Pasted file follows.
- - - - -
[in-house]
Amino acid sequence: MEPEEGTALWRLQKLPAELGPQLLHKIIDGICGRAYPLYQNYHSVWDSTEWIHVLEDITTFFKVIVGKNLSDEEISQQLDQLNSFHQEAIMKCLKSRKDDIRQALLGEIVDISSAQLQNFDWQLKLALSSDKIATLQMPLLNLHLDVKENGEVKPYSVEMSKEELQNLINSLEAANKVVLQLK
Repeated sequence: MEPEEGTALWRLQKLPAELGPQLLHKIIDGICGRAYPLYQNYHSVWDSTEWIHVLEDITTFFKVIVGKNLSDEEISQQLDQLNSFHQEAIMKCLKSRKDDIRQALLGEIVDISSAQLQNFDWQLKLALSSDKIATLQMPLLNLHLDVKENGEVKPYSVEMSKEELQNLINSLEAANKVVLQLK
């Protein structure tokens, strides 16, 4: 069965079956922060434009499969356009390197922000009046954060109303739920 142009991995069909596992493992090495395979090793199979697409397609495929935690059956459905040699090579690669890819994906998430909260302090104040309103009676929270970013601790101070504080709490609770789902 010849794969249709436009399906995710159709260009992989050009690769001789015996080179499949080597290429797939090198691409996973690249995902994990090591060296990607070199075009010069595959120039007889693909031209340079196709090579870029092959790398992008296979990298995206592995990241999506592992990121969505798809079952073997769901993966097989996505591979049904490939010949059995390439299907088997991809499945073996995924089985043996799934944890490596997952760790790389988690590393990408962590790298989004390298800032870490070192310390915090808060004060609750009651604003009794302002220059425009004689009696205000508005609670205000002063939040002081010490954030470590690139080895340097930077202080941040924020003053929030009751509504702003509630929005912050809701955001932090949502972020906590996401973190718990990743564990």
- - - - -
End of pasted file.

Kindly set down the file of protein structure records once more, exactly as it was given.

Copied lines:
[in-house]
Amino acid sequence: MEPEEGTALWRLQKLPAELGPQLLHKIIDGICGRAYPLYQNYHSVWDSTEWIHVLEDITTFFKVIVGKNLSDEEISQQLDQLNSFHQEAIMKCLKSRKDDIRQALLGEIVDISSAQLQNFDWQLKLALSSDKIATLQMPLLNLHLDVKENGEVKPYSVEMSKEELQNLINSLEAANKVVLQLK
Repeated sequence: MEPEEGTALWRLQKLPAELGPQLLHKIIDGICGRAYPLYQNYHSVWDSTEWIHVLEDITTFFKVIVGKNLSDEEISQQLDQLNSFHQEAIMKCLKSRKDDIRQALLGEIVDISSAQLQNFDWQLKLALSSDKIATLQMPLLNLHLDVKENGEVKPYSVEMSKEELQNLINSLEAANKVVLQLK
């Protein structure tokens, strides 16, 4: 069965079956922060434009499969356009390197922000009046954060109303739920 142009991995069909596992493992090495395979090793199979697409397609495929935690059956459905040699090579690669890819994906998430909260302090104040309103009676929270970013601790101070504080709490609770789902 010849794969249709436009399906995710159709260009992989050009690769001789015996080179499949080597290429797939090198691409996973690249995902994990090591060296990607070199075009010069595959120039007889693909031209340079196709090579870029092959790398992008296979990298995206592995990241999506592992990121969505798809079952073997769901993966097989996505591979049904490939010949059995390439299907088997991809499945073996995924089985043996799934944890490596997952760790790389988690590393990408962590790298989004390298800032870490070192310390915090808060004060609750009651604003009794302002220059425009004689009696205000508005609670205000002063939040002081010490954030470590690139080895340097930077202080941040924020003053929030009751509504702003509630929005912050809701955001932090949502972020906590996401973190718990990743564990």